Seeking Answers to the Wrong Question
We sometimes feel consolation and even justification in the fact that someone is unable to tell us something we want to do is wrong. There are two problems with this approach.
To act in faith we must understand and accept that what we are doing is true from God’s word. Others cannot study it out and grasp the details for us. Anything other than personal understanding places our faith in men rather than in God, even if the men are right. Additionally, the response of others may be unknowingly tainted by ignorance, prejudices, experiences, likes and dislikes, and the desire to please and not hurt the feelings of others.
So, when others say they see nothing wrong with something it still is not permission to act. Confidence is only found in knowing God’s will from Scripture, not in what others say (no matter who they are or how many there are of them).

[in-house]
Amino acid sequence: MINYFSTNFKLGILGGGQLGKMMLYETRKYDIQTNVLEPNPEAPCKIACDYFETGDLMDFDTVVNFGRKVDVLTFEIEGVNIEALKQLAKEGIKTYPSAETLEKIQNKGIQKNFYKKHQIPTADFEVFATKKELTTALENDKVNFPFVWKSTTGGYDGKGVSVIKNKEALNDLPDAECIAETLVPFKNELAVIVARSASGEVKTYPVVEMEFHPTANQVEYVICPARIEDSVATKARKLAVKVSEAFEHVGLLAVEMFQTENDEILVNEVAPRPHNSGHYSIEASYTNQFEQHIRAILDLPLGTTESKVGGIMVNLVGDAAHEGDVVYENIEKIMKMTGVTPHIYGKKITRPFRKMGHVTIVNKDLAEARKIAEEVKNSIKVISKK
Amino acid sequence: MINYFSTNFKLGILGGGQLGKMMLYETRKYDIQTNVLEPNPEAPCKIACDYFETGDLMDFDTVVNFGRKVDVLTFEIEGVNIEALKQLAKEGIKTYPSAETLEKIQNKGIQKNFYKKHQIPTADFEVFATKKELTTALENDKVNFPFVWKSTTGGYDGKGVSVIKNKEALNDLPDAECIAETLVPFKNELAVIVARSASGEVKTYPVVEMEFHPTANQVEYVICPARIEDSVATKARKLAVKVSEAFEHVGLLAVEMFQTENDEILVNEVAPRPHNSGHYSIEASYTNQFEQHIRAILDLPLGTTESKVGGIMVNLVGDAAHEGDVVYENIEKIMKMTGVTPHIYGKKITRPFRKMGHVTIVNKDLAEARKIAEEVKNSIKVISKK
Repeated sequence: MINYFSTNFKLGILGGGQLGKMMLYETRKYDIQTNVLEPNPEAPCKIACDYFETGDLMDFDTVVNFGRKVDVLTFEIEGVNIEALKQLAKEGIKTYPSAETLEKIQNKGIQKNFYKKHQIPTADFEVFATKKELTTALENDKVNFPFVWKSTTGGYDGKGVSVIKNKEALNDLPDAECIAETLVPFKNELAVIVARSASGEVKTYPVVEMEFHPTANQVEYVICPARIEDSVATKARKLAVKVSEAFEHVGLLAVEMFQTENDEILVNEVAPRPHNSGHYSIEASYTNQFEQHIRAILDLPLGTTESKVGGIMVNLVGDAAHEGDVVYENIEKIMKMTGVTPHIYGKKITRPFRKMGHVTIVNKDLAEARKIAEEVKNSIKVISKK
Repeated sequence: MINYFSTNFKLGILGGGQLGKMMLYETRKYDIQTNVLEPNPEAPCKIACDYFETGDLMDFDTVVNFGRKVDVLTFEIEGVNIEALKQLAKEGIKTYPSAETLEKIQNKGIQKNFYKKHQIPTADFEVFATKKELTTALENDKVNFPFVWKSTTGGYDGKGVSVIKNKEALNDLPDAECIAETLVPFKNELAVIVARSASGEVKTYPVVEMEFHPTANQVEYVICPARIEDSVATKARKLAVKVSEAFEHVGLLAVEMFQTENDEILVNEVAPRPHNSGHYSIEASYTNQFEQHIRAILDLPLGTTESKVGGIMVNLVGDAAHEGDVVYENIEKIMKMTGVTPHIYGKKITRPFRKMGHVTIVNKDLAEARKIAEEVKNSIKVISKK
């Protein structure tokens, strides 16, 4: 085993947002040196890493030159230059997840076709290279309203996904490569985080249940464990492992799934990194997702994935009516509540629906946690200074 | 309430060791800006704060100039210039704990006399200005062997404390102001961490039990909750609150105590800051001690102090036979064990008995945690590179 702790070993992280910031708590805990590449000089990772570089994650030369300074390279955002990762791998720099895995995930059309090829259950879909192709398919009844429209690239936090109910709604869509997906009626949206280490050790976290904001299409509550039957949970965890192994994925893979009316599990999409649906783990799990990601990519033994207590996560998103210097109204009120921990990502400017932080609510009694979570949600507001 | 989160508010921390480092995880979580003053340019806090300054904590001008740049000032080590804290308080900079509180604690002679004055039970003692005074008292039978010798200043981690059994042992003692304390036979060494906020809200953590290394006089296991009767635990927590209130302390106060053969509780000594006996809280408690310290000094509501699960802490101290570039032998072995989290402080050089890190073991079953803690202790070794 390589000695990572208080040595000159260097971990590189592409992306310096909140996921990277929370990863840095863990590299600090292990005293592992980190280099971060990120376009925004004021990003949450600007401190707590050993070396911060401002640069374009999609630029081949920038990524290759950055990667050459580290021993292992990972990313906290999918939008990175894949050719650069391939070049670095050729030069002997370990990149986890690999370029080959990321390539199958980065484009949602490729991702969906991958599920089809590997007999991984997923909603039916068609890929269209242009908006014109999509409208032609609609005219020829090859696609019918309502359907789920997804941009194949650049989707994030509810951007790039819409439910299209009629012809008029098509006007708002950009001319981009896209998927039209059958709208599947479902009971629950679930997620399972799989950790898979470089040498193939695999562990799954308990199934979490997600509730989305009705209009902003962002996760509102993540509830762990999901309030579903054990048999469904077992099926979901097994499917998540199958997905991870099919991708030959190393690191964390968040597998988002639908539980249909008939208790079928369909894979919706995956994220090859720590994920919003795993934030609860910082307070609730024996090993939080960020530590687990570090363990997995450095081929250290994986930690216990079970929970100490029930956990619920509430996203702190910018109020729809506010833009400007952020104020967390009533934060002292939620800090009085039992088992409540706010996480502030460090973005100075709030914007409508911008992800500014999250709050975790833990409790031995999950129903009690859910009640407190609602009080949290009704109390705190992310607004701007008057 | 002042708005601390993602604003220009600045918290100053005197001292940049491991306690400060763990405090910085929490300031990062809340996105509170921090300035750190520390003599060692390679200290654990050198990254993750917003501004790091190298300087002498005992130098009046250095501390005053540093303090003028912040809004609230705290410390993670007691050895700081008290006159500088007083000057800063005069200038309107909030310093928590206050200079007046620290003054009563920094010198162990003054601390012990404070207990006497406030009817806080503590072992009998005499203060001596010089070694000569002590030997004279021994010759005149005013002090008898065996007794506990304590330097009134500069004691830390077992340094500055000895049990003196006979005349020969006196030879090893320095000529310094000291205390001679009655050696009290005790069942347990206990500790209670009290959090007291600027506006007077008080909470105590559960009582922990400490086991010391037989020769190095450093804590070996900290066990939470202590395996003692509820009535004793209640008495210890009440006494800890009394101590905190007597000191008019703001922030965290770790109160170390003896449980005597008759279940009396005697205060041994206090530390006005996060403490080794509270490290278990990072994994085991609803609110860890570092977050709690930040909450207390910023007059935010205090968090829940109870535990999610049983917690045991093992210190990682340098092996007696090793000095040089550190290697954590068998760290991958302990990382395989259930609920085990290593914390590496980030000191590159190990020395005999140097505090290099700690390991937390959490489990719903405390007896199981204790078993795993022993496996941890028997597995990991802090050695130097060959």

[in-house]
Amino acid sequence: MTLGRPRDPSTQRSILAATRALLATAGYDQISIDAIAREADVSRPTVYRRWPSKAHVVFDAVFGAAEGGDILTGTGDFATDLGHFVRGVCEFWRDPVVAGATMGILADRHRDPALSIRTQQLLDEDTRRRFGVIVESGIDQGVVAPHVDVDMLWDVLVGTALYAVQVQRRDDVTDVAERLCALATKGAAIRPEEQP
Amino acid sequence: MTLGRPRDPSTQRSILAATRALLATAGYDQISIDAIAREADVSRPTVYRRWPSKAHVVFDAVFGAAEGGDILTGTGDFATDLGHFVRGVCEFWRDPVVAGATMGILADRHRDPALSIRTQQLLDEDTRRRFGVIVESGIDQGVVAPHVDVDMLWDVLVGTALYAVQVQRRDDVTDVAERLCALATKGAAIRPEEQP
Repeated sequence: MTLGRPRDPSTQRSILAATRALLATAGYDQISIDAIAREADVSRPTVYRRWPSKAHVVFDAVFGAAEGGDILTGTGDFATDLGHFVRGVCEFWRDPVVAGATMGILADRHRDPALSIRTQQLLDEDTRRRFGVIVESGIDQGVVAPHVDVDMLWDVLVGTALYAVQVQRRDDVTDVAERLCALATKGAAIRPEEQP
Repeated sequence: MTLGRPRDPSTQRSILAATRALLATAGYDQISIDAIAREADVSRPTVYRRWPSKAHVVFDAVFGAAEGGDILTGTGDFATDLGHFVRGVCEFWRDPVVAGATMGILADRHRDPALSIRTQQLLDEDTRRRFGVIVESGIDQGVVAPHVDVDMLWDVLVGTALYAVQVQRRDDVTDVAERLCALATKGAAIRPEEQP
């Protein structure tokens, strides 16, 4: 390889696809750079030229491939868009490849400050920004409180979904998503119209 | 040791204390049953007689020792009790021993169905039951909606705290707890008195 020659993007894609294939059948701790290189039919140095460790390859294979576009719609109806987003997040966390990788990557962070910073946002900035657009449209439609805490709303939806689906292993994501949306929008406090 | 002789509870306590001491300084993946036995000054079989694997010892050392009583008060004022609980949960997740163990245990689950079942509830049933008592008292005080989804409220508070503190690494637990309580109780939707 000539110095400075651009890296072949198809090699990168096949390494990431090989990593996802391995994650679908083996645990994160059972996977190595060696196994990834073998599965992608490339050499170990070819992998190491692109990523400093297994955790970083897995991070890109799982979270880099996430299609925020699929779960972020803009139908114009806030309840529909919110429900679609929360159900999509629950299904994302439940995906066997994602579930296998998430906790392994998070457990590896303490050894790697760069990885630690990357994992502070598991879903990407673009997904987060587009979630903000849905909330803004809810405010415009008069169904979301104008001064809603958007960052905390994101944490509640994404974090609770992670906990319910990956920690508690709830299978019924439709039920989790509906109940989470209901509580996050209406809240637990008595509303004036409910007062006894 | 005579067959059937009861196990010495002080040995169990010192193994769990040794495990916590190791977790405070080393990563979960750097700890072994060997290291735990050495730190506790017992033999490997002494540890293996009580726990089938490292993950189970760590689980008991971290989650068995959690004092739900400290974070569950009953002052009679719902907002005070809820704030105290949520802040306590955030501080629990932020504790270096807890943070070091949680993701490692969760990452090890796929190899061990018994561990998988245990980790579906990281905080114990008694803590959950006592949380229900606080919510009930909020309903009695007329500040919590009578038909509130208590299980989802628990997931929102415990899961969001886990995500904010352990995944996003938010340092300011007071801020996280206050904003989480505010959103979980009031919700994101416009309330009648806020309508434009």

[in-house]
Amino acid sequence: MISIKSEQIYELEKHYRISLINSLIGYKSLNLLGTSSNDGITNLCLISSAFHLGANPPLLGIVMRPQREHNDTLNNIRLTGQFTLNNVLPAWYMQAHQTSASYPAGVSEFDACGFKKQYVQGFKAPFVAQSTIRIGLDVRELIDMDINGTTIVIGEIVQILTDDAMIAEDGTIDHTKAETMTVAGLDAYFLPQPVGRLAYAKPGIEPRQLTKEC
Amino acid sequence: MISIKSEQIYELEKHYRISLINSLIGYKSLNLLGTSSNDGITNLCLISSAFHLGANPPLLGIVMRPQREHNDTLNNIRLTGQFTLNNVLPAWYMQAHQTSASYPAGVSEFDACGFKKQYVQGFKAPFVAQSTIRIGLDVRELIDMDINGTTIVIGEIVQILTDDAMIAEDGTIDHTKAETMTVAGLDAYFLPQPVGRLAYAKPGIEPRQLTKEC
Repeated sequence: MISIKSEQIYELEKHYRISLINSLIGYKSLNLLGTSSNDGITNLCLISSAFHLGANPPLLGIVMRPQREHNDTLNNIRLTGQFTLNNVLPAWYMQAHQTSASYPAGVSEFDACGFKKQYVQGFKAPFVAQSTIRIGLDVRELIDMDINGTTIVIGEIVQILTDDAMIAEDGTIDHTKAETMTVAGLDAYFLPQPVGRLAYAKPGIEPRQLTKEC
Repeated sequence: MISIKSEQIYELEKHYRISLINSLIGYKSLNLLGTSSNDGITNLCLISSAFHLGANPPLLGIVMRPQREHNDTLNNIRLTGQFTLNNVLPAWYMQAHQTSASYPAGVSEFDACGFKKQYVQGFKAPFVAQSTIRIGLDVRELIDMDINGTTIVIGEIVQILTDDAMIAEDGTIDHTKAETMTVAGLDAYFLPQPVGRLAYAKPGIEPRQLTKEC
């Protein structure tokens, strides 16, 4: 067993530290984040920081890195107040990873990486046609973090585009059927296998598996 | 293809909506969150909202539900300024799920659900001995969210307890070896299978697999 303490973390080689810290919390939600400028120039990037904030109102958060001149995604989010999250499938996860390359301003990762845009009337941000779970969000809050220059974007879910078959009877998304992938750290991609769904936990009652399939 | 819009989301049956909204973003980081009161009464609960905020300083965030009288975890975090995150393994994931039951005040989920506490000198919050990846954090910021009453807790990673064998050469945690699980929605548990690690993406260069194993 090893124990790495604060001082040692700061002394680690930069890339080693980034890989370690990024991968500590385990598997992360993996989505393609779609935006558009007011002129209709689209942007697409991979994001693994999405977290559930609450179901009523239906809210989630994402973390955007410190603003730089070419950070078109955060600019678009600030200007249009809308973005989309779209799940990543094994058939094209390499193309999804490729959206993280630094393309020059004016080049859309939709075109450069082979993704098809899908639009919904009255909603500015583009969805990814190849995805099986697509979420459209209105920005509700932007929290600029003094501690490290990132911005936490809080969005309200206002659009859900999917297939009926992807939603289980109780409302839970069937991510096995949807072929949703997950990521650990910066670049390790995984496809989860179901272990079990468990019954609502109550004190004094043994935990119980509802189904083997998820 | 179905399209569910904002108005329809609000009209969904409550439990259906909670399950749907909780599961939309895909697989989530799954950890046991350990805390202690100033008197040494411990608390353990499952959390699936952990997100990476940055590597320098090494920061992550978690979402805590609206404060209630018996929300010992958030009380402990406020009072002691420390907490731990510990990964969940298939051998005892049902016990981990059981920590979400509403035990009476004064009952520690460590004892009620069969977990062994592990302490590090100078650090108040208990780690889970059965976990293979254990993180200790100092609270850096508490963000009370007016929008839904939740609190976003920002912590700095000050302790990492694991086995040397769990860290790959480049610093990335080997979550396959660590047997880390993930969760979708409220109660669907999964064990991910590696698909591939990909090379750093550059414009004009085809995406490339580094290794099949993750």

Wrong Question: Asking whether something can be proven to be wrong may be a starting point, but it isn’t an adequate ending point. When the scripture says, “Test all things, hold fast what is good” (1 Thess. 5:21), it gives us what we’re supposed to be looking for. We aren’t just looking for what tests out to be bad, we are looking for what is proven to be good. We are only permitted to “hold fast”— believe, act, continue to do—what we know is good. It isn’t enough to say, “I’m not convinced it’s wrong and so I’ll do it.” We have to be able to say and show from God’s word, “I know it’s right and so I’ll hold to it.”
Asking, “Is it wrong?” is not necessarily the same as asking, “Is it right?” We may not have clear statements in Scripture saying that something is wrong (especially for modern forms of some actions), yet if we also can’t be certain it is good in the eyes of God we must not act. We must be “fully convinced” in our own minds (Rom. 14:5) that it is right before acting. This kind of certainty does not come from the “It doesn’t say not to” argument—it only comes from knowing what God thinks about it as revealed in His word (1 Cor. 2:6-16).
Are you asking the right questions and getting the right answers? Your soul may depend on it!